Just adding a few pounds of extra weight can raise a person’s risk of developing 10 common cancers.
Researchers from the London School of Hygiene and Tropical Medicine gathered data on 5.2m people in the UK, of which nearly 170,000 developed cancer, and found that a person’s Body Mass Index, a measure of body fat, was linked to 17 out of 22 cancers.
The findings, published in the Lancet medical journal, suggest BMI was “positively associated” with 10 most common cancers, including uterus, cervix, thyroid, kidney, liver and colon. Post-menopausal breast cancer and leukaemia were also a heightened risk, the scientists said.
A person is deemed to be overweight if they have a BMI score, calculated using their weight and height, of 25 to 30 and are obese if it is above 30.
The study, funded by the National Institute for Health Research, Wellcome Trust and Medical Research Council, said that for every two stone women gained, their risk of womb cancer grew by 62%, the risk of cervical cancer rose by 10% and ovarian cancer by 9%.
For men, every two-and-a-half stone (or two stone for women) increased the risk of kidney or gall bladder cancer by 31% while liver cancer risks grew by 19%.
Dr Krishnan Bhaskaran, who led the study, said more than 12,000 cases of the 10 most common cancers could be attributed to obesity.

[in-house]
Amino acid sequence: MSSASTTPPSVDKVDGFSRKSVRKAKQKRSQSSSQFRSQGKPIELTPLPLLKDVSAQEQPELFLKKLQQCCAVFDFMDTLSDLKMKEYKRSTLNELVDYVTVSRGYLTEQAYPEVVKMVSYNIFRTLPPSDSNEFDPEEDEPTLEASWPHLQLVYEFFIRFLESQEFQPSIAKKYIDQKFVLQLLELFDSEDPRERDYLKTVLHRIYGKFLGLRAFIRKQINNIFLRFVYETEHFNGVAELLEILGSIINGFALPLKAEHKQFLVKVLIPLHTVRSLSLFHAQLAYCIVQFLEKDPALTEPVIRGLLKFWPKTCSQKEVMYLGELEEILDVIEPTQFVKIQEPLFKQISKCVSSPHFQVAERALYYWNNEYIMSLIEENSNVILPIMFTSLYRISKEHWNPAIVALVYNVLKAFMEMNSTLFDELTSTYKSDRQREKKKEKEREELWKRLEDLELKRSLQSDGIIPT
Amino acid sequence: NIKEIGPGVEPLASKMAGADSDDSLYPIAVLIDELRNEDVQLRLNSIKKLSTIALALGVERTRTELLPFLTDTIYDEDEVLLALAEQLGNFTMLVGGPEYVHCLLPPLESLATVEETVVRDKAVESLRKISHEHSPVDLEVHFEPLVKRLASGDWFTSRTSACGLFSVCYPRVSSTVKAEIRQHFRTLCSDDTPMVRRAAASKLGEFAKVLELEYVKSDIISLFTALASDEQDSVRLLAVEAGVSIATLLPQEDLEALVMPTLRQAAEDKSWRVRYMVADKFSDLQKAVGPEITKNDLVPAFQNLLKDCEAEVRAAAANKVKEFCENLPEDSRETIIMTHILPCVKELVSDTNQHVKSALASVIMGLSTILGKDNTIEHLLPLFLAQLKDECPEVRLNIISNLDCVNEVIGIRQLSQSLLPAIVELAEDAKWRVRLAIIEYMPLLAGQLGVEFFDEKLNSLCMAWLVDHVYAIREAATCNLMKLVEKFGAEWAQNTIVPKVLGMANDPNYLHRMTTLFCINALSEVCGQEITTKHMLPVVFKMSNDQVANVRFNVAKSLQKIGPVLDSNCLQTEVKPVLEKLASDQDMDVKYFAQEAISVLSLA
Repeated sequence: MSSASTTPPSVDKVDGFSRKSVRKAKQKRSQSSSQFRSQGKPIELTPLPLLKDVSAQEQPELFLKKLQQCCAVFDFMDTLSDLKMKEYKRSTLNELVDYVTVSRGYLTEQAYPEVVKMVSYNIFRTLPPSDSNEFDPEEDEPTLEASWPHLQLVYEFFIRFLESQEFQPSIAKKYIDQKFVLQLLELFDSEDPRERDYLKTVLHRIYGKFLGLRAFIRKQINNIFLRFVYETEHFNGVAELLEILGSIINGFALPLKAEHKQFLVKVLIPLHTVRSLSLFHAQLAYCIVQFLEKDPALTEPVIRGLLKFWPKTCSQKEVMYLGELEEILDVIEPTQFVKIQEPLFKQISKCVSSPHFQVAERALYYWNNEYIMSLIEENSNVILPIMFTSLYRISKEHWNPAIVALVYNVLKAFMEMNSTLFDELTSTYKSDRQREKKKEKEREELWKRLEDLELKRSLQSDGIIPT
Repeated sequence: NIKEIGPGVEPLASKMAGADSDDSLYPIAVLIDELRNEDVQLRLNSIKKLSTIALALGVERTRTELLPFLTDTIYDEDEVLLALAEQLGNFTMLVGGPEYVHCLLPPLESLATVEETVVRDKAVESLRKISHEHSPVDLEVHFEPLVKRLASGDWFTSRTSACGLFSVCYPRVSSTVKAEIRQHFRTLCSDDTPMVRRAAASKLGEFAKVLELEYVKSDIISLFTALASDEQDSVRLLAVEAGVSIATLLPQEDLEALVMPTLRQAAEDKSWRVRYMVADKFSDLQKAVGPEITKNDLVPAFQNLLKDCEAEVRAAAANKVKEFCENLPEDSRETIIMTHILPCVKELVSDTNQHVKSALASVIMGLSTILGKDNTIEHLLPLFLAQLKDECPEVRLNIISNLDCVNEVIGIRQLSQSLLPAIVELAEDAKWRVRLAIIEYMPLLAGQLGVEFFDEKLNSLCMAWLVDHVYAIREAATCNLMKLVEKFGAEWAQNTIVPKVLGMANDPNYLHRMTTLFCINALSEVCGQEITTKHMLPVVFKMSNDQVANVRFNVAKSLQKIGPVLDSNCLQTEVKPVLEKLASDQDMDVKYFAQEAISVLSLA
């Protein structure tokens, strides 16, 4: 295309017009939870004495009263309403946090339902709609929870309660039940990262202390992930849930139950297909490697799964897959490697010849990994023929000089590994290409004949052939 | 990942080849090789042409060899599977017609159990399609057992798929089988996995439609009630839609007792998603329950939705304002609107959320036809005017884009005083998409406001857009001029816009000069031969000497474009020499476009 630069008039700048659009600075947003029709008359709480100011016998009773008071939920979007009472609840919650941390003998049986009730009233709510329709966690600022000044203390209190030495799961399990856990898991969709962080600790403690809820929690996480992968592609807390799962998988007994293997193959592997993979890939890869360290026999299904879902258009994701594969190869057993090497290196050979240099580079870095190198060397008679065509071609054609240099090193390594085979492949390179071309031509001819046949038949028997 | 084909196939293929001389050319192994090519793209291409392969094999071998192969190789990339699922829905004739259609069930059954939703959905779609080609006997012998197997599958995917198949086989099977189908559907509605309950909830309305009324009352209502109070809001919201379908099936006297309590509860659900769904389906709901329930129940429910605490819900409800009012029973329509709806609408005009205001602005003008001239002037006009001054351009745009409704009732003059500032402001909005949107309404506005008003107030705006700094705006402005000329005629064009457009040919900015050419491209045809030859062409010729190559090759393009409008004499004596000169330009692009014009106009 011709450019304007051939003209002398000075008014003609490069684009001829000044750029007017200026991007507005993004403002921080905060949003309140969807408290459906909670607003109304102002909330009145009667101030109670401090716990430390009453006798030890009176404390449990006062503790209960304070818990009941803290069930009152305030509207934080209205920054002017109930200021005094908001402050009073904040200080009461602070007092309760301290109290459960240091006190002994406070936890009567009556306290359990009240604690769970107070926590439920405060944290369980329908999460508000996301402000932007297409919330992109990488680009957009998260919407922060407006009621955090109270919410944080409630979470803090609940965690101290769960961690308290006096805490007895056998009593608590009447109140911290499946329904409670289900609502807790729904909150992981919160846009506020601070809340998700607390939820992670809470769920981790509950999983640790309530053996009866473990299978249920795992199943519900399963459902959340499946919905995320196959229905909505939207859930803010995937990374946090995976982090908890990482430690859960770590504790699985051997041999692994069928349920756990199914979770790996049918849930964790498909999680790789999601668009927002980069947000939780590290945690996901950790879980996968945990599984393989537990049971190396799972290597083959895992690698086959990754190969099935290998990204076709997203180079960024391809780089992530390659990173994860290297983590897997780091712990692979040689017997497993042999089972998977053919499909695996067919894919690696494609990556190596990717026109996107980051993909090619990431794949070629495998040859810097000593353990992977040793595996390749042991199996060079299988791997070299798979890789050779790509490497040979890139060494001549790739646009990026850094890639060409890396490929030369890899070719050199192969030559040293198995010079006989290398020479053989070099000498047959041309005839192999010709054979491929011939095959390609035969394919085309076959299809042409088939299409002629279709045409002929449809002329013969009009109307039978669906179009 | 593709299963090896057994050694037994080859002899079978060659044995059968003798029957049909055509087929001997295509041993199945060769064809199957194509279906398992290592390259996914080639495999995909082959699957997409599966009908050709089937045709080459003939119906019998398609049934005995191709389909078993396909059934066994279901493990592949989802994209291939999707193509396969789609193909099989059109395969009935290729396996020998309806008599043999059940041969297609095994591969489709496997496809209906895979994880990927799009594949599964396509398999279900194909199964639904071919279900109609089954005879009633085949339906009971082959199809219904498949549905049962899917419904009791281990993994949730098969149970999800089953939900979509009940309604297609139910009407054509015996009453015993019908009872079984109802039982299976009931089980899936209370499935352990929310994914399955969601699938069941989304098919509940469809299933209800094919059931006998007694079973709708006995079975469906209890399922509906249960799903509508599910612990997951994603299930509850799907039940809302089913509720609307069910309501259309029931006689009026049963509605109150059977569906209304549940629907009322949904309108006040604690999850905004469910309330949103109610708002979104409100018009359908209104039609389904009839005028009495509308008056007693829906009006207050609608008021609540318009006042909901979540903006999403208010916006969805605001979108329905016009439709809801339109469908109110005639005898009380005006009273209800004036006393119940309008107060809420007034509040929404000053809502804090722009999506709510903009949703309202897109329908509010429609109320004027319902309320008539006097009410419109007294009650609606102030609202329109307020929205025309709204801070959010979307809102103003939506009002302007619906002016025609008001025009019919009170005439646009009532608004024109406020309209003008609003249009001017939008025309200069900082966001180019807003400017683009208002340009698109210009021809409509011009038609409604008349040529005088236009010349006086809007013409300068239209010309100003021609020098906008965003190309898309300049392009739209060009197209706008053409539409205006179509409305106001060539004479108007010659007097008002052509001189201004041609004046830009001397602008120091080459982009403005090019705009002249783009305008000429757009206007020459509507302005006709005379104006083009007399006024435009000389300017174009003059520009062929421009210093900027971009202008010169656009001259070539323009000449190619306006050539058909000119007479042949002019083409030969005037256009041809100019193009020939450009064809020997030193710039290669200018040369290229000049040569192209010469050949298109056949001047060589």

“The number of people who are overweight or obese is rapidly increasing worldwide,” he said.
“It is well recognised this is likely to cause more diabetes and cardiovascular disease. Our results show that if these trends continue, we can also expect to see substantially more cancers as a result.
“The higher the BMI, the higher the risk.”
It comes after a report by Nuffield Health in April revealed many people were unaware they were overweight or of the health risks it could lead to.
Research conducted by the charity found that two-fifths of obese people had no concerns about serious illness due to their weight.
Speaking at the time Dr Davina Deniszczyc, medical director for wellbeing at Nuffield Health, said: “We are seeing a vast number of people unwittingly straying into dangerous medical territory and perhaps not realising that the obesity awareness campaigns are directed at them.”
The researchers believe excess weight accounts for 41% of uterine and 10% of gall bladder, kidney, liver and colon cancers in Britain.